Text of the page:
Iran will not allow any country replace its oil sales in the global market, the Foreign Ministry on Thursday said, after the U.S. told importers to halt Iranian purchases from May.
Washington has decided not to renew its exemptions from U.S. sanctions against Iran that it granted in 2018 to buyers of Iranian oil.
A senior U.S. administration official said on Monday that President Donald Trump was confident Saudi Arabia and the United Arab Emirates would fill any gap left in the oil market.
“The Islamic Republic of Iran will not allow any country to replace Iran in the oil market. “The U.S. and those countries will be responsible for any consequences,” Iranian Foreign Ministry spokesman, Abbas Mousavi said.
The spokesperson, whose comments were reported by Fars news agency, condemned Saudi Arabia, the world’s biggest oil exporter, and Bahrain for welcoming U.S. sanctions on Tehran.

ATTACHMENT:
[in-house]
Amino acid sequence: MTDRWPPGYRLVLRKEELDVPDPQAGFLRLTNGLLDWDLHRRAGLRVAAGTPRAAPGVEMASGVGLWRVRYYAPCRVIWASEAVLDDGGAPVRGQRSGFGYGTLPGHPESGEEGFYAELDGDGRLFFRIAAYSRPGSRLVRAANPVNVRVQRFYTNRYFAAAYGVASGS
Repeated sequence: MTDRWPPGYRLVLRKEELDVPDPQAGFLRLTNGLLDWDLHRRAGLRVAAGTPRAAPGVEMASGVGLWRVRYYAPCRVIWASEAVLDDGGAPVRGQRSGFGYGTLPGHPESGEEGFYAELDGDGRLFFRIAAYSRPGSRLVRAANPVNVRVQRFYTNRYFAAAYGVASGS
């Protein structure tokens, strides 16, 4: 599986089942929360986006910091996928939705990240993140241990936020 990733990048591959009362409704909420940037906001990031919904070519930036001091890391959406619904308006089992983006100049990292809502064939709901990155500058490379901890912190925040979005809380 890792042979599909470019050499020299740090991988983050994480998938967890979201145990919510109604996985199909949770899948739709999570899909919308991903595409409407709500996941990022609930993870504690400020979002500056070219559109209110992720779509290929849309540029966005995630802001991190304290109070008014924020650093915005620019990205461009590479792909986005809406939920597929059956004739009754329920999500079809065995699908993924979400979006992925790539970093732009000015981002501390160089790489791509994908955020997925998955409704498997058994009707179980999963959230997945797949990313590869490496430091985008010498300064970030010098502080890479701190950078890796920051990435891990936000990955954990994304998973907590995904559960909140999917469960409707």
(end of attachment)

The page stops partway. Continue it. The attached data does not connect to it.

Mr Mousavi called U.S. sanctions “illegal, cruel and driven by bullying’’ and said “we are hopeful that those buyers of Iranian oil, who stood against this unilateral move in their comments, also take action.”
China, Iran’s largest crude oil customer, formally complained this week to the U.S. over its decision to end waivers on sanctions on Iranian oil imports.
Saudi Energy Minister, Khalid al-Falih on Thursday said that China had “not yet” asked for more oil after the U.S. decided to end its waivers that had allowed Beijing to keep buying from Tehran.
After the U.S. re-imposed sanctions on Iran’s oil exports in November, it initially allowed the eight biggest buyers of Iranian oil to keep purchasing limited imports for six months until April.
Brent crude oil on Thursday rose above 75 dollars per barrel for the first time in 2019 in the wake of tightening sanctions on Iran, while gains in U.S. prices were crimped by a surge in U.S. supply.